Greetings, all! It’s been a while and I have so many topics stored up in my head that I’m having trouble deciding where to start. Here’s a short but sweet post notifying you about this fabulous article on teaching cane strategy. It’s entitled “Using the teaching cane strategy with children who are DeafBlind.” It was published in 2009 by Marry Tellefson (MA, MS, TVI, COMS) of the Wisconsin Center for the Blind & Visually Impaired. I first read this article a couple years ago and it was so good that I find myself going back to reread it every few months. I love this article so much because it delves into all the complex layers of the white cane’s role in developing the DeafBlind child’s sense of autonomy and self-awareness: it is not just a navigation tool, it is a source of social-emotional belonging and confidence.
As hearing-sighted parents, we end up fielding a lot of questions on the white cane from friends, family, and random bystanders. I know our experience is common because I see other parents of DeafBlind kids complaining about it on social media. Like us, they get the typical inquiries… “Why does she need a cane if she wears glasses? Obviously she can see!” and, “Look, she can see this! She can see that!” Sometimes people ask us exactly how much she can see, like we can magically read her mind as parents and describe the unique nuances of her vision loss. Honestly, sometimes I even get these questions from fellow parents of DeafBlind kids: parents who have not come to terms with their child’s blindness because their vision is more usable than their hearing. It takes us sooo long to let go of our own sensory norm and put ourselves in our child’s shoes… or rather, to hold a white cane alongside them, as this article advocates!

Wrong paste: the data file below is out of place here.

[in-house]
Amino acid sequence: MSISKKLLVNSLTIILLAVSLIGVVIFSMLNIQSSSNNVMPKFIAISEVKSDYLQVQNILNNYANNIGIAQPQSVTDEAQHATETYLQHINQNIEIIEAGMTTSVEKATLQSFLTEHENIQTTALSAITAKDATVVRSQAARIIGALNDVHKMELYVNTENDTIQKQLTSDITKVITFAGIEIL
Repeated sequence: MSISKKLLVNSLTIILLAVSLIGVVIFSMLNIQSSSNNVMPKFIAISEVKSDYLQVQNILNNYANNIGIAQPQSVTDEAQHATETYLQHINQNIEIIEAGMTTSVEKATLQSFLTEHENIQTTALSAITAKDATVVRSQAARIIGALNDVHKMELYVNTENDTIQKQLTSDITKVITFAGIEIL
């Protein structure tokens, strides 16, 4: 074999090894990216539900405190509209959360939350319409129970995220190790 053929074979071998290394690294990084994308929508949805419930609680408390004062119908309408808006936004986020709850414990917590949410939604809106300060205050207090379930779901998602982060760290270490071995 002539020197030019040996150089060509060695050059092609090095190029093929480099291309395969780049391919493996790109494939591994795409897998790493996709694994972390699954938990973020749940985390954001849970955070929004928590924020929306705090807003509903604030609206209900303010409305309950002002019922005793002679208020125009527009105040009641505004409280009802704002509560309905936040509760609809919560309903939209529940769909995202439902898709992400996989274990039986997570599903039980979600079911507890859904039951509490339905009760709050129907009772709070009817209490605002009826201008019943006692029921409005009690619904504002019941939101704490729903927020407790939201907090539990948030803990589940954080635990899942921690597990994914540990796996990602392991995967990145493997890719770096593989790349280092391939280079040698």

I think the widespread ignorance about the white cane illustrates SO CLEARLY why we as families with DeafBlind kids need mentorship and training from DeafBlind service providers – they are the only ones that will effortlessly and comprehensively center our kids’ sensory existence and force us to do the same.
Here’s an excerpt from the beginning of the article that lays out the four major developmental areas that the white cane supports:
(1) access to sensory information; (2) communication and movement; (3) incidental learning, including concept development and mental imagery; and (4) emotional development, including sense of self, motivation, perception of safety, and isolation. The cane is a tool that addresses these areas of development by increasing the availability of sensory information to a child through auditory, tactile, kinesthetic, and vibratory feedback. Cane use promotes active movement, contact with the world, opportunities for exploration, and a sense of safety.
I hope check out the full article and put some of it into practice! And, as always, I am keen to think more about how these themes of empowerment through kinesthetic learning apply to typical kids just as much as disabled kids.